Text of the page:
Opinion Column


Transit tax penalizes the poor

By Laila Yuile, City Hall

More transit needed, but the province should figure out an equitable model.

More transit needed, but the province should figure out an equitable model. (FILE PHOTO)


This week's topic: Is a 0.5% increase in the provincial sales tax a good way to fund transit improvements in Metro Vancouver?

Let’s face it, for most people tax is a four-letter word. Say it and people scowl as if you’ve said something offensive and inappropriate. However painful it is to hear, the truth is that taxes are a necessary evil. For every level of government, from municipal through to federal, taxes are vital revenue streams that help pay for the services and infrastructure we rely on.  

Having said that, I don’t think an increase in the provincial sales tax within Metro Vancouver to fund transit improvements alone is the solution.

It’s been said that a no vote in this referendum will set back transit a decade and there is no other way to fund transit that is as fair as this proposal, yet a tax that penalizes those who can least afford it is anything but equitable.

It’s estimated to cost the average family approximately $125 a year, and the poorest families, $50.

Without a doubt, we need to get moving on transit in Metro Vancouver, but we are also facing some big challenges as a province. Highways and other infrastructure are in disrepair. Hospitals are overcrowded and understaffed. The list goes on, yet we keep hearing there is no money.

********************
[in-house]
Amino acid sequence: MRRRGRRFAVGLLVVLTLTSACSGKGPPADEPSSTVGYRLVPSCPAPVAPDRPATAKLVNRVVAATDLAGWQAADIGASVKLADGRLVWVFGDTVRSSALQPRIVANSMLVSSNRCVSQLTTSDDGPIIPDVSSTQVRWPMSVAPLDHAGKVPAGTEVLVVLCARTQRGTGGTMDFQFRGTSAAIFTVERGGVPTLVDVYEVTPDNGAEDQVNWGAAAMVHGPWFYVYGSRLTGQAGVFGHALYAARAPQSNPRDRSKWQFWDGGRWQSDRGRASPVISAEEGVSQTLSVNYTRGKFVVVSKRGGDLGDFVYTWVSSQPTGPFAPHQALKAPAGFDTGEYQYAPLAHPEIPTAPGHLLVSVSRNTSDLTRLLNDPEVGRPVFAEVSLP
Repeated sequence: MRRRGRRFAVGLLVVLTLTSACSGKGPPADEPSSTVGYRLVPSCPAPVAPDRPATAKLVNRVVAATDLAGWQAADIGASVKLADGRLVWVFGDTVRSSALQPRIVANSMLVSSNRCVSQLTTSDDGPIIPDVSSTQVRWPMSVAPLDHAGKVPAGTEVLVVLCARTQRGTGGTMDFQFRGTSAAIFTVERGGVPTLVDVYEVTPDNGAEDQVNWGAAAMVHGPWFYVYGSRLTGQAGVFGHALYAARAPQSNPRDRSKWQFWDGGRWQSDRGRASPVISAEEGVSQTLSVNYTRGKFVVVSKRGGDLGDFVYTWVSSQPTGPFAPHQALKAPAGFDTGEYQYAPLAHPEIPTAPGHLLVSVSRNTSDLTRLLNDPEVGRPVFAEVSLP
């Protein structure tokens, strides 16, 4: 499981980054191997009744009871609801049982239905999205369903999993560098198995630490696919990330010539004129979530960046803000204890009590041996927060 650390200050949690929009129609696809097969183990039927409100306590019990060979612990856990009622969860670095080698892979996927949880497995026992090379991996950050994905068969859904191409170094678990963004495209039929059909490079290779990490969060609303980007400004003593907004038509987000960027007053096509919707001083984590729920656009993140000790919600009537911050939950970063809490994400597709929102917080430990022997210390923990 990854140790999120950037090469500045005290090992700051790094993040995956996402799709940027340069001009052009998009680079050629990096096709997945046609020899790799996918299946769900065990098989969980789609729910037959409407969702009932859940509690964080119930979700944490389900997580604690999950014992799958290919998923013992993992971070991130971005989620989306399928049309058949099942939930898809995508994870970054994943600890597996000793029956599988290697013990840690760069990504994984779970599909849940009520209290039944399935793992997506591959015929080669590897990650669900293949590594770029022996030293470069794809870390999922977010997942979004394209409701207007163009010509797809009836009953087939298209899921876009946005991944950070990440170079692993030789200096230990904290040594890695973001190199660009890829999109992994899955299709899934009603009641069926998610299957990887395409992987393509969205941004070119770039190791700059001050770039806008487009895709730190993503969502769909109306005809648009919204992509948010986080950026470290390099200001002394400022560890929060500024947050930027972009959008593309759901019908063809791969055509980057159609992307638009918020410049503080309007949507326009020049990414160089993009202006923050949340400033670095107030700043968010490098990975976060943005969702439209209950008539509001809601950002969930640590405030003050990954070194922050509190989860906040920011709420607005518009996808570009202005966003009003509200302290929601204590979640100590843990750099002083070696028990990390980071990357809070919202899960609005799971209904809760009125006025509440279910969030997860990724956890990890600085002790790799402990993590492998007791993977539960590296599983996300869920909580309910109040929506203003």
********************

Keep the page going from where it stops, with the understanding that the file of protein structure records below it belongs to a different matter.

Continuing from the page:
Read Brent Stafford's column here

I can’t help but feel it’s terribly short-sighted to approach the funding solution for transit on its own when the province is clearly in need of a solid revenue stream for all of these challenges.

While the premier often boasts about our low tax rates, the cost has been steep. What isn’t mentioned is that the series of cuts to both personal and corporate taxes since 2000 created a devastating hole in provincial revenues that has never been adequately replaced. We’ve been left with a regressive tax system that hurts the people who can least afford it - just like this sales tax increase.

The Canadian Centre for Policy Alternatives published an extensive list of progressive tax reform solutions in 2013 that should be considered. By raising personal taxes at certain levels, creating new brackets, or reducing corporate deductions, the province could bring in enough revenue to address transit improvements and the challenges we face in health care, education and other services. This is the conversation we should be having instead of this transit piecemeal approach.

It’s time for a fair tax solution to fund the services and infrastructure we desperately need, however that would require strong leadership and progressive vision - something this province is lacking.

Laila Yuile is an independent writer, blogger and political commentator. You can read her blog at lailayuile.com. 


Who wins this week's Duel?

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